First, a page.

• Lone Star Parity Project

Lesli Gray: From Capitol Hill to city council


Lesli Gray is currently running her first campaign for a seat on the city council in Addison, TX, a 4.3 square-mile suburb outside of Dallas. However, this isn’t her first run-in with the political arena. She began her career working in and around the Capitol, spending time on Capitol Hill, working for a House Committee, a federal agency and NGOs. To summarize her work experience: Gray has spent most of her life in public service. Now, she hopes to utilize her experience while serving the community she calls home.


She was born in Utah, and relocated to Washington, D.C., with her family when her father took a position working for the Department of Agriculture. Gray recounted that, as an adolescent, her family would watch the show “60 Minutes” and the “McLaughlin Group” together. Gray said she vividly remembers coverage of major events including President Nixon’s formal resignation and live coverage of the Vietnam War. To Gray, living in D.C. meant that her local news was national news. These images stuck with her into adulthood, though, she didn’t fully grasp the importance of the policy behind the actions until college.


Gray finished her undergraduate education at George Mason University where she received a degree in business. Not long after graduating, she began working in the legislative affairs office of the National Association of Counties (NACo). While at NACo she started her Master’s Degree at George Washington University. Within these capacities, Gray was constantly working in and around Capitol Hill, meeting with professors and speakers on a regular basis. She had heard from a friend about a job opening for a House Committee staff position on Capitol Hill. Gray immediately applied for the position, and was hired. It was during this time that Gray developed her strong passion for politics and policy.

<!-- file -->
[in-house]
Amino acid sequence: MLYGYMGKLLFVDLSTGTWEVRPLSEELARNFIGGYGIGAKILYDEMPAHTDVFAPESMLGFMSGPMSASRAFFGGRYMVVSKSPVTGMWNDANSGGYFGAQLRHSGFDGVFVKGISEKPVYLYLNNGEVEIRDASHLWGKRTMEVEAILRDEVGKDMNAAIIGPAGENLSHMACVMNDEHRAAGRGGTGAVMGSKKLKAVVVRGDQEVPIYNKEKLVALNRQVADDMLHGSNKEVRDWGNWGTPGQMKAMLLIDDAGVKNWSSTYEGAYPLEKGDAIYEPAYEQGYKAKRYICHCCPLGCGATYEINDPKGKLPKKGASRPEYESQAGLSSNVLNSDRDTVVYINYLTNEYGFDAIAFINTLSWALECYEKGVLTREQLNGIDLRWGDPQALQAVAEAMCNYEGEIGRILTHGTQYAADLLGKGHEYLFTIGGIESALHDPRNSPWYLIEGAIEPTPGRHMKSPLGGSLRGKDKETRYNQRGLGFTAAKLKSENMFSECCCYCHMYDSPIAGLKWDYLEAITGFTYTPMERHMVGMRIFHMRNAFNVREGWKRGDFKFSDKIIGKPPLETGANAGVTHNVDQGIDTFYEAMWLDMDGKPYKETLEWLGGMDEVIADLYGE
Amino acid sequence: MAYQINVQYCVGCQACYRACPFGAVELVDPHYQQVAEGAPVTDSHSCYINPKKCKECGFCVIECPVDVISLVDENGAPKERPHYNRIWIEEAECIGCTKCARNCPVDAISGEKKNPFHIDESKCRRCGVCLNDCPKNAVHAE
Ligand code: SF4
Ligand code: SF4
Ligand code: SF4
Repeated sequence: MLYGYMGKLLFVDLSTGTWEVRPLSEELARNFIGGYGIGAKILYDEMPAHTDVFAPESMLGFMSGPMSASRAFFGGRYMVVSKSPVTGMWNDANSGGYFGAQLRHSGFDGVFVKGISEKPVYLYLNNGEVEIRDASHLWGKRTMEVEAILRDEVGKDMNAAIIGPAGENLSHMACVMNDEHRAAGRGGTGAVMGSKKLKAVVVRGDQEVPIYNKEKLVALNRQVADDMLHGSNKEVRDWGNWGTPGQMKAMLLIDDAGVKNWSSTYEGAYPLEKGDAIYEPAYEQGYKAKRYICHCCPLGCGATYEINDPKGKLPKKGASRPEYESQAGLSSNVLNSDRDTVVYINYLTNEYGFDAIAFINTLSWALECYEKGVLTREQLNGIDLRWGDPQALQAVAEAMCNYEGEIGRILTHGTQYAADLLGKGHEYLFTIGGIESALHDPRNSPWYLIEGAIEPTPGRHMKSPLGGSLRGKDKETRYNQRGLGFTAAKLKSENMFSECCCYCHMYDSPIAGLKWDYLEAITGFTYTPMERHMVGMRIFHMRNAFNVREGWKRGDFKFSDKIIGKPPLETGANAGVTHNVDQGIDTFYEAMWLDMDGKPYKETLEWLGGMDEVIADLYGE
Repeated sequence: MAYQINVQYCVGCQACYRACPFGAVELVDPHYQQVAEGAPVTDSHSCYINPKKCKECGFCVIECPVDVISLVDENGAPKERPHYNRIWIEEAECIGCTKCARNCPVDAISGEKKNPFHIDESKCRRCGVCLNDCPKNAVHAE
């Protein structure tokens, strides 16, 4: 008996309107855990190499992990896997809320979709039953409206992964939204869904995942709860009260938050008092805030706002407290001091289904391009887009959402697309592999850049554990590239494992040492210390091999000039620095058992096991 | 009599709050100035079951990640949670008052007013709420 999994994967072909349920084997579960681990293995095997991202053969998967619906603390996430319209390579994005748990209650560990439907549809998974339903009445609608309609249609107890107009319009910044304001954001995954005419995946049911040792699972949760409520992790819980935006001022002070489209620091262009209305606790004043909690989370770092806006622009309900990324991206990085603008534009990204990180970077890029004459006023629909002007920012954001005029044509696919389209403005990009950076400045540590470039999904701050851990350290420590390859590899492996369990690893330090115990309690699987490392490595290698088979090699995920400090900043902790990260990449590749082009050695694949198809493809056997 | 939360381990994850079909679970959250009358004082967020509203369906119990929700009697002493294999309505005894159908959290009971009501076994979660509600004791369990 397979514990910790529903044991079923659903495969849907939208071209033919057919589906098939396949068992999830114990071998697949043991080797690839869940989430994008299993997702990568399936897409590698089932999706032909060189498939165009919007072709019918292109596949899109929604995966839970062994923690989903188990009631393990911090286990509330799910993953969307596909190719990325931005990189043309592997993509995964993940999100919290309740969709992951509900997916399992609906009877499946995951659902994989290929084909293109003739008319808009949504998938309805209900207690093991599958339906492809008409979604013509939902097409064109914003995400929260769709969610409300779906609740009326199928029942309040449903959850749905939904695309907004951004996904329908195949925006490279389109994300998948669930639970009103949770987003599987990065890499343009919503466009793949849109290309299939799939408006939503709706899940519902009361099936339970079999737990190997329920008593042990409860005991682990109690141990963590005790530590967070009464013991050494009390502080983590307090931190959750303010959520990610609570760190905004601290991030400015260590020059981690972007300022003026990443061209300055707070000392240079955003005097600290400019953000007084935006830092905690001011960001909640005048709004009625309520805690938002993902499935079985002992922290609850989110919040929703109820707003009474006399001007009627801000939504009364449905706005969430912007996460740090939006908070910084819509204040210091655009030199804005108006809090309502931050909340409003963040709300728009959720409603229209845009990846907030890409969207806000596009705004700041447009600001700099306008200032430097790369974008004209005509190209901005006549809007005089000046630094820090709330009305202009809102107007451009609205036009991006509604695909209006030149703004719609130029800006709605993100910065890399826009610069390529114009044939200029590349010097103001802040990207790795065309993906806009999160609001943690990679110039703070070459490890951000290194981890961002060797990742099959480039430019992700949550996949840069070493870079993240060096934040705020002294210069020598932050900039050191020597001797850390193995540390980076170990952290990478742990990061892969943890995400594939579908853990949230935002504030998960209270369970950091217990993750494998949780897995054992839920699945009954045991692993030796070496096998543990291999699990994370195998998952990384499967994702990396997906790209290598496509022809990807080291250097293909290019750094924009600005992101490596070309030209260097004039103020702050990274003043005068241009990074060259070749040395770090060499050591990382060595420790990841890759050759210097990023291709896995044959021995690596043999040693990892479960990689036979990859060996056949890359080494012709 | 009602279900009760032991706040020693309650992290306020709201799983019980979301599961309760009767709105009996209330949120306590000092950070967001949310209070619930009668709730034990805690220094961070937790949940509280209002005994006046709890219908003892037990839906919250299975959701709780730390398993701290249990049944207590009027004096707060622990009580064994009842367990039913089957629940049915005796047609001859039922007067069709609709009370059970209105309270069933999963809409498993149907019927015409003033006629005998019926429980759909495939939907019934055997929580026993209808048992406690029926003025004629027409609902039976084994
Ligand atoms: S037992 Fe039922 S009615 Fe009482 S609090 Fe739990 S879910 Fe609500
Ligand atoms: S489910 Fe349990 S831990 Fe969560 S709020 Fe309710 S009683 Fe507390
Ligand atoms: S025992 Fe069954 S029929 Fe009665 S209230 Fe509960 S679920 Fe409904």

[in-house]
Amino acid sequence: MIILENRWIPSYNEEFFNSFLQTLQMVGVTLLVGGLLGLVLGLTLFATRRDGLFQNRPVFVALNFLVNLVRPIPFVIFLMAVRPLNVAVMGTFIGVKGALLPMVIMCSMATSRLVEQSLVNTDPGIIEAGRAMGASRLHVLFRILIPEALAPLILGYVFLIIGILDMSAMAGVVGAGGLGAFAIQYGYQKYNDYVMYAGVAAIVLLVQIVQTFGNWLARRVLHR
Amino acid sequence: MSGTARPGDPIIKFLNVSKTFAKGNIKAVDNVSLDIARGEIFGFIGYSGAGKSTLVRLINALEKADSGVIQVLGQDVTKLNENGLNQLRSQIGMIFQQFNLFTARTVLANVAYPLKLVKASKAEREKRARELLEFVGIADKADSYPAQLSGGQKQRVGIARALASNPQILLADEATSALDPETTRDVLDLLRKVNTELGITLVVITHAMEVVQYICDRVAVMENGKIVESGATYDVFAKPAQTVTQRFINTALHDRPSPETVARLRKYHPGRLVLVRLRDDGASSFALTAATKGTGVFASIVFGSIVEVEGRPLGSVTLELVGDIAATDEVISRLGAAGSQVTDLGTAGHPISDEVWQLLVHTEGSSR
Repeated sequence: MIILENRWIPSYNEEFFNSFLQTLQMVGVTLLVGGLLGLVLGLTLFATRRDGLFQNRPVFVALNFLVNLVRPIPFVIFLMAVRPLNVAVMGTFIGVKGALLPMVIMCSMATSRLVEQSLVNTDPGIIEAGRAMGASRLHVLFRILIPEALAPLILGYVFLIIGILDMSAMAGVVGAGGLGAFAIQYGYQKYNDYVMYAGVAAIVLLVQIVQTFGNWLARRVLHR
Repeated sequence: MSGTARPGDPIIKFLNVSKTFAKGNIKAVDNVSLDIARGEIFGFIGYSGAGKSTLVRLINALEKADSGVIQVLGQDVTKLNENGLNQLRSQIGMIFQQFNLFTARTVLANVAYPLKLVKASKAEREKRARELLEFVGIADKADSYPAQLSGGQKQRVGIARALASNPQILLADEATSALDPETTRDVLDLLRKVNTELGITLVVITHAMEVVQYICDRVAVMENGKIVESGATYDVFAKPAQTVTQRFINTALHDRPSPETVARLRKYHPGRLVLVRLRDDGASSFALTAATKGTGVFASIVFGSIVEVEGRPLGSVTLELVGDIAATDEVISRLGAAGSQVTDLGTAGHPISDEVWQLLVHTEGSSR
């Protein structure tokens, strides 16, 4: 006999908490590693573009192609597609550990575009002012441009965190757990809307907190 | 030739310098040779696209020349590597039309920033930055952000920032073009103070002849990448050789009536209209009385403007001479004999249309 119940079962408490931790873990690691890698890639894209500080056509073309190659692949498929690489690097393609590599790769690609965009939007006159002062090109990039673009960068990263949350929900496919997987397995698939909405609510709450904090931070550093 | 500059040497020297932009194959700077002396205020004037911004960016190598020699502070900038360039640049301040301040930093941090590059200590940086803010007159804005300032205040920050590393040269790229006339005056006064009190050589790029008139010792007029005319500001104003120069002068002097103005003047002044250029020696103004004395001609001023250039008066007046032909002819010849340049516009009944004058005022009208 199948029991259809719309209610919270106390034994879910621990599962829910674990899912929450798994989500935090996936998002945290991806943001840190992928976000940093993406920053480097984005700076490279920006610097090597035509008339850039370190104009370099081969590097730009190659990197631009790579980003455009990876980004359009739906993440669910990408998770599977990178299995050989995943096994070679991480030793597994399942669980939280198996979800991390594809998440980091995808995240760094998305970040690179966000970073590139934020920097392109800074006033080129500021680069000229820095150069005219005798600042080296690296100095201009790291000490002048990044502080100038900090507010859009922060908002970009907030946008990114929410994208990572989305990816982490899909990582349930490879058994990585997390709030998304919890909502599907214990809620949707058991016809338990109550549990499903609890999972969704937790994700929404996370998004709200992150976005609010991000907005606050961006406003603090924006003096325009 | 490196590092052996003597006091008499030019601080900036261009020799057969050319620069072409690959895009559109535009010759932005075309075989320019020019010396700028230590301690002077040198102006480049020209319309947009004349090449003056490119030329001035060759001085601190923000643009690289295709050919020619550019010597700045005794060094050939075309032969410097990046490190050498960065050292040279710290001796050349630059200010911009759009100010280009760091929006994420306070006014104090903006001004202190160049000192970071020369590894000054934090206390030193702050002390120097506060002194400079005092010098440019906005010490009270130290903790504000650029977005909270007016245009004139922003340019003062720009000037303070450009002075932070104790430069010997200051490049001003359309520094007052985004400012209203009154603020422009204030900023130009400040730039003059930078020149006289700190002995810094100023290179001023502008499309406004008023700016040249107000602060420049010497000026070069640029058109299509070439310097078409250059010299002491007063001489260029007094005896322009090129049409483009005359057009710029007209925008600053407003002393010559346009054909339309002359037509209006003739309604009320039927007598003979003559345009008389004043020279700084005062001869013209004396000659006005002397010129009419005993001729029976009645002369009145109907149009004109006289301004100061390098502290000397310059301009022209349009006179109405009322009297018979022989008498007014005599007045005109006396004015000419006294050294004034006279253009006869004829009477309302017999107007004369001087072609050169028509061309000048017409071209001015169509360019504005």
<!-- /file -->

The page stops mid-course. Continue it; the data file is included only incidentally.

Gray moved from Virginia to Texas in 2010 with her husband, a retired Battalion Chief for Arlington County Fire Department (VA), and her children. Her family moved from McKinney to Addison three years ago. Upon moving to Addison, she quickly fell in love with the city, saying, “I was fortunate enough to meet people who were very involved in the community not long after moving to Addison.” She has been actively involved in a neighborhood organization that brings together residents and local businesses. She also co-hosted a Civics 101 series with a fellow community member to encourage Addison citizens to get involved in the community. Additionally, Gray is part of Leadership Metrocrest, a program that brings leaders from surrounding Dallas-area communities including Addison, Carrollton, and Farmer’s Branch together to better understand their communities and important issues at the local government level.


If elected to Addison City Council, Gray would represent a community that serves almost 16,000 residents but over 100,000 visitors during the day. Addison is a community that offers many amenities to both residents and businesses. There are over 180 restaurants and a general aviation airport, one of the busiest of its kind, all within the 4.3 square miles that are Addison. Gray has centered her campaign for office on a platform that combines the importance of both the residential and business portion of Addison. Gray feels that, as a candidate for city council, she is focused on ensuring Addison leverages its incredible assets, like the airport and the arrival of the DART Cotton Belt station, as well as strategically moving forward with redevelopment projects. She has hopes that Addison remains a safe and attractive community for residents and businesses yet still competitive with other communities in the Dallas area.


Gray recognizes the challenges facing women who run for office. She mentions that politics itself has generally been dominated by men, making a campaign for office a challenge of its own. Gray is excited to see what the new wave of female candidates brings to the table, saying “it is important to have multiple voices involved in policy, deciding how the government will work.” The more people are involved in their communities, the more government is representative and inclusive of a variety of voices. She advises women who are interested in running for office that “they should do it.” Gray feels that public service is important for the health of a community; “it may be difficult to run for office”, she says, “but giving back to the community is important.” Women need to engage and step forward to be a part of the discussion.


Lesli Gray is currently running for Addison City Council, with the general election taking place in May 2018.




Brooke López

Features Director

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